This year, the eight-month egg laying season in turtles was one of the best in history, especially in Palm Beach County, says Charles Manier, director of research and rehabilitation at the Loggerhead Center for the Study of Sea Turtles.
1. After midnight, leathery back into the water, laying eggs on Singer Island. This year there were 322 nests of leatherback turtles, and 100 of them were in Palm Beach County.
2 An observer from the Center for the Study of Sea Turtles, Loggerhead, rides an all-terrain vehicle to Juneau Beach to search for nesting places for leatherback leather turtles. Every spring, the center sends biologists and technicians to the 11-mile stretch of beach between Jupiter Inlet and Lake Wors Inlet for documenting and exploring turtles on the verge of extinction.
3. The green turtle made a nest right at the bottom of the ladder leading to the beach at Coral Cove Park in Techvest. 25,553 nests of green turtles were counted on the beaches under control - this is two times the previous count, according to the Florida Fish and Wildlife Commission, which collects data on the nesting of turtles. Of these, 3,712 nests were found on local beaches.
four . The loggerhead turtle comes out of the ocean to lay eggs, and two boys go fishing near Juneau Beach. There were 6,564 loggerhead turtles on the local beaches.
five . The green turtle makes a nest under the branch on Singer Island.
6. White pegs indicate the location of the nests of three green turtles. Orange pegs are secondary markers for nests located closer to the shore and which can be washed away. “CM” is the abbreviation used for green turtles, “DC” for leatherback turtles and “CC” for loggerhead turtles.
7. Tourists illegally shine flashlights on the nest. They want to find a clutch of sea turtles on the island of Singer. It is against the law to touch or disturb sea turtles, calves or their nests. Light can cause an interruption in egg laying, while other sea turtles can be confused by the lights on the beach.
8. Leatherback turtle lays eggs on the beach at Golf Club Simenol, in Juneau Beach. Eggs are lit with red light that does not bother turtles.
9. Using a red light, biologist Kelly Martin records measurements of Electra Turtles 1.7 meters long, nesting on the beach behind Golf Club Simenol, in Juneau Beach.
ten.A green turtle rises from the nest after laying eggs on the beach at Coral Cove Park in Tekvest.
11. The green turtle returns to the sea after laying eggs for placement on the beach in Coral Cove Park in Takvest.
12. A bird eats a turtle egg after being washed out of the sand by a wave on the beach at Coral Cove Park, Tekvest.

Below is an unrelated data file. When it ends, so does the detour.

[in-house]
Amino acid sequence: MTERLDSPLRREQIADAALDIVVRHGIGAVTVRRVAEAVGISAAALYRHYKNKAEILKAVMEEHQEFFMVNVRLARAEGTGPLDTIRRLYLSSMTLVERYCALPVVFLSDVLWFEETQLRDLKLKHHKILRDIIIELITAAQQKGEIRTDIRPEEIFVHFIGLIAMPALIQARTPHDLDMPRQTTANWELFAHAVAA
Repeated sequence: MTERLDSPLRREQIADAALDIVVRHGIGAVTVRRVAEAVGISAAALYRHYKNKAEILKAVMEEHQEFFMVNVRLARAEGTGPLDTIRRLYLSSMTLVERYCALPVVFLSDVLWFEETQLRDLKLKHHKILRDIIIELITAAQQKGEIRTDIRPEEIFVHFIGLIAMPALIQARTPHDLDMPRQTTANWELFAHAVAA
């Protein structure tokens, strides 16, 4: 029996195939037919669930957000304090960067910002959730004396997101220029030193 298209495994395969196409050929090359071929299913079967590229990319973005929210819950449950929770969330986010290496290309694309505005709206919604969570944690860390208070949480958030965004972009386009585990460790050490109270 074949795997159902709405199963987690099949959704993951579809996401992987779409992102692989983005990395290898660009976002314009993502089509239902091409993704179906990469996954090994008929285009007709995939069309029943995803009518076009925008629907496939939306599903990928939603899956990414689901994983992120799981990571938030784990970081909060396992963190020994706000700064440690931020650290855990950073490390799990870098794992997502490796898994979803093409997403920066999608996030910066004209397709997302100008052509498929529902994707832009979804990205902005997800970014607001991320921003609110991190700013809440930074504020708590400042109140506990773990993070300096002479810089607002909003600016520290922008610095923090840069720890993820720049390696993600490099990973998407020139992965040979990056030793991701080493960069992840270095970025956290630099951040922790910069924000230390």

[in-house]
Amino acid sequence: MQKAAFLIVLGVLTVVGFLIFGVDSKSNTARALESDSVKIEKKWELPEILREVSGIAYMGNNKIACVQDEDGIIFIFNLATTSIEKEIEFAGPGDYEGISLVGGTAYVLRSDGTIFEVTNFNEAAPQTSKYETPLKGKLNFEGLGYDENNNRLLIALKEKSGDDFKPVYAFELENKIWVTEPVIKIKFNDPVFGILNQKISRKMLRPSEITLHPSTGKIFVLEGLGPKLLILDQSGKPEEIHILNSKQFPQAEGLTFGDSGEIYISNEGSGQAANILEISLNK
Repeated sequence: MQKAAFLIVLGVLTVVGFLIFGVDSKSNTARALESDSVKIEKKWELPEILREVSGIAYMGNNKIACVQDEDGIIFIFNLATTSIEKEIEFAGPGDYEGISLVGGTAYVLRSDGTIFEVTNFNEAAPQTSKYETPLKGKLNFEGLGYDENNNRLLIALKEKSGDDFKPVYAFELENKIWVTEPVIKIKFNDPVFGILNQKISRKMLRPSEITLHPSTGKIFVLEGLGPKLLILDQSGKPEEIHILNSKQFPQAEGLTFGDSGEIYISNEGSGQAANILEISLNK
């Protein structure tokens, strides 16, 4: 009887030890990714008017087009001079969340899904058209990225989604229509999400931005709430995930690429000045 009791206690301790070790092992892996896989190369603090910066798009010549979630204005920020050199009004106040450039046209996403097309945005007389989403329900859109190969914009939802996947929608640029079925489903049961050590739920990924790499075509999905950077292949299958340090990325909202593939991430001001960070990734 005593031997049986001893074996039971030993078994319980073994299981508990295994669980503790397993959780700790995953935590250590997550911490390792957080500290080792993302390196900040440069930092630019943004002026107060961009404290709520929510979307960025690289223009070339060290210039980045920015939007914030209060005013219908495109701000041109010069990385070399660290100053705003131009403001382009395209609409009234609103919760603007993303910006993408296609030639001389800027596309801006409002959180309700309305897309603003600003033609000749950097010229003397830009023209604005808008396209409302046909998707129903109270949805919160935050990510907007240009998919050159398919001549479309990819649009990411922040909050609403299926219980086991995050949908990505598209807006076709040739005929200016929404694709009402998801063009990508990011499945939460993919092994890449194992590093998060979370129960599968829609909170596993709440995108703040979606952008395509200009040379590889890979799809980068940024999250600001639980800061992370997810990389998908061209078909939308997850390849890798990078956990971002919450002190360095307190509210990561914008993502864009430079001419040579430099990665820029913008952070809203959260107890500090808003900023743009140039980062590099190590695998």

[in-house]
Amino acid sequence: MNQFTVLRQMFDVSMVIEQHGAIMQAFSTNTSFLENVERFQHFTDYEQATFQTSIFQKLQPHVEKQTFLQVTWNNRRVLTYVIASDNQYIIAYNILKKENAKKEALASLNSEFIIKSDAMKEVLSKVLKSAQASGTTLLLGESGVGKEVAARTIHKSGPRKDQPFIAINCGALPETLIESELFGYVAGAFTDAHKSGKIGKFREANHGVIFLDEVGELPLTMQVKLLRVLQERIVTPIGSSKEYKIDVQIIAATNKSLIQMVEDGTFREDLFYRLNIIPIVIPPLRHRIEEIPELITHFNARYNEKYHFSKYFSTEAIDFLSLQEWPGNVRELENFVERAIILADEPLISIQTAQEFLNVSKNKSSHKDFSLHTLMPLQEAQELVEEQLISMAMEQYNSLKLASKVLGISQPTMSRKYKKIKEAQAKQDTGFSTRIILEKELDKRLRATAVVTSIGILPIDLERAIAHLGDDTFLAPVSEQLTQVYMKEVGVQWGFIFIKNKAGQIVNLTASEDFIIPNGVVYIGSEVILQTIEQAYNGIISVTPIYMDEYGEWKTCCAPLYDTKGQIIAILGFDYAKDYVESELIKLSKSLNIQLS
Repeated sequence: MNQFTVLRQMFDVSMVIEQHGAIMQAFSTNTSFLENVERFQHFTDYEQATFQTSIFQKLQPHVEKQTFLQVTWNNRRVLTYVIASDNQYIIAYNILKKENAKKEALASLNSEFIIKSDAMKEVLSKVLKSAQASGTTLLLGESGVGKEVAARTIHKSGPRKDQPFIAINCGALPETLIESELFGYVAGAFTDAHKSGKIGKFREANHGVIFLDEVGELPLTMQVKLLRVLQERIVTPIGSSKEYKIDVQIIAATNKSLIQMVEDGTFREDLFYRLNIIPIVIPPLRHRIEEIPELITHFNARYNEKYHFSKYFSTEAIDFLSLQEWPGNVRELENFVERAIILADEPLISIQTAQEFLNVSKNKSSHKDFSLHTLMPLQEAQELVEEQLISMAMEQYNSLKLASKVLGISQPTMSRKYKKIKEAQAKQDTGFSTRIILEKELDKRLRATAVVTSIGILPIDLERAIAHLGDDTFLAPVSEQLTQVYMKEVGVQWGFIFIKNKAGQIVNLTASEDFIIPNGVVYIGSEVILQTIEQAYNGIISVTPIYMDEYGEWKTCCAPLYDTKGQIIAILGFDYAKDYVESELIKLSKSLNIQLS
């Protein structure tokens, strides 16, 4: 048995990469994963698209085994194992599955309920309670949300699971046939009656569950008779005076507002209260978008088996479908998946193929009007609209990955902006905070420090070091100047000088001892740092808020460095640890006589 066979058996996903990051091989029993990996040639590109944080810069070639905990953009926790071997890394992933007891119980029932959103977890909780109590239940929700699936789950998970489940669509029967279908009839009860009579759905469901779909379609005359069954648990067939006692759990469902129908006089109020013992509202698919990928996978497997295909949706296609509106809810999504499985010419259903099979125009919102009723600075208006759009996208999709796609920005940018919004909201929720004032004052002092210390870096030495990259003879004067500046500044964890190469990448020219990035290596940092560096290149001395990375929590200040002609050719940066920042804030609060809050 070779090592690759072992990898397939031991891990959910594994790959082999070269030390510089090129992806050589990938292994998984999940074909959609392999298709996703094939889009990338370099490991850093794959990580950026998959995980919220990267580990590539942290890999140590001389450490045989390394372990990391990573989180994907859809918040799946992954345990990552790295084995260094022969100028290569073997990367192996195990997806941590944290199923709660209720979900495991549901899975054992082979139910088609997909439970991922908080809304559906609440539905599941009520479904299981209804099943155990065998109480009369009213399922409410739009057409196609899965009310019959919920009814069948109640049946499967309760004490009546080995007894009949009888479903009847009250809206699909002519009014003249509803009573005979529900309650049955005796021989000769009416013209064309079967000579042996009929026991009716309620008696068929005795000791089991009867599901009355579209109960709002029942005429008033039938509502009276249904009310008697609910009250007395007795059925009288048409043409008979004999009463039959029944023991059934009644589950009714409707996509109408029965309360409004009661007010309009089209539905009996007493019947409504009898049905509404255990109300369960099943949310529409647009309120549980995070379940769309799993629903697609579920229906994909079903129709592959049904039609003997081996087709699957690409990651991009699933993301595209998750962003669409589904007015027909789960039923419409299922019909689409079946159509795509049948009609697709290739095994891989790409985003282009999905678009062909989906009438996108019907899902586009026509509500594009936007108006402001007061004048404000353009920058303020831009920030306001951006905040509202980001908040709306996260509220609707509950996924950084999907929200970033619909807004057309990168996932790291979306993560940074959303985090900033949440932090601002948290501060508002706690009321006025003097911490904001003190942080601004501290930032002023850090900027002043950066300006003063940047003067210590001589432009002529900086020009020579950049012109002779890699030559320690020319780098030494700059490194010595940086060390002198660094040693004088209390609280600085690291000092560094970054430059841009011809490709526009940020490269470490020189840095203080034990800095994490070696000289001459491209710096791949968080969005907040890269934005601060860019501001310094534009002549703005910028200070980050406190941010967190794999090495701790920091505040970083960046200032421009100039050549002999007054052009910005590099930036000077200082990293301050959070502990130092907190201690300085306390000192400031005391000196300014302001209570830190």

13. Turtle eggs are visible along the coastline. They were washed in a high wave of sand.
14. The bird carries a little bug in its beak at sunset in the north of Korel Cove Park in Tekvest.
15. A full moon illuminates the beach, providing perfect lighting so that the young can reach the ocean.
16. Turtle cub loggerhead climbs out of the nest on the beach Coral Cove Park in Tekvest.
17. A loggerhead turtle crawling through shells on its way to the ocean.
18. Three small turtles crawled to the surf after leaving their nest on the beach Coral Cove Park in Techvest.
19. Footprints remain in the sand after turtles crawl out of their nests and crawl to the ocean in Coral Cove Park in Tвестkvest.
20. Loggerhead Sarah Thomas, a research center for sea turtles, is digging a turtle's nest in Coral Cove Park. Three days after the first turtles crawl out, technicians dig up nests to free those turtles,who could not escape, recount the empty shells and write the data.
21. Loggerhead turtles from the nature center of Gumbo Limbo are waiting to be released to go to the sea grass in the Gulf Stream to the north. Young Loggerhead turtles from the nature center Gumbo Limbo are waiting to be released in order to go to the sea grass in the Gulf Stream to the north.
22. An albino green turtle is waiting to be released into the ocean.
23. Cubs of the green turtle are waiting to be released into the Atlantic Ocean in the Boca Raton area. Coast Guard officials helped Melanie Stadler, a marine scientist from the nature center of Gumbo Limbo, to release nearly 500 little sea turtles into the seagrass.
24. The Green Turtle Cub swims in the tank of the Loggerhead study center at Juneau Beach, after its rescue on the beach. He will be taken on a boat to release to the Gulf Stream.
25. Sea Turtle Specialists Melanie Stadler and David Anderson of Natural Cent from Gumbo Limbo released almost 500 sea turtles into the ocean near Boca Raton. The Coast Guard delivered 311 loggerheads and 194 green turtles to be released into the sea.
26. A student at Atlantic University in Florida, Natasha Varraych, along with fellow student Genis Alvarado, holds turtles.The picture was taken by underwater photographer Jim Abernathy during the release of loggerheads and green turtles, which were used in research projects in the marine biology program at the university.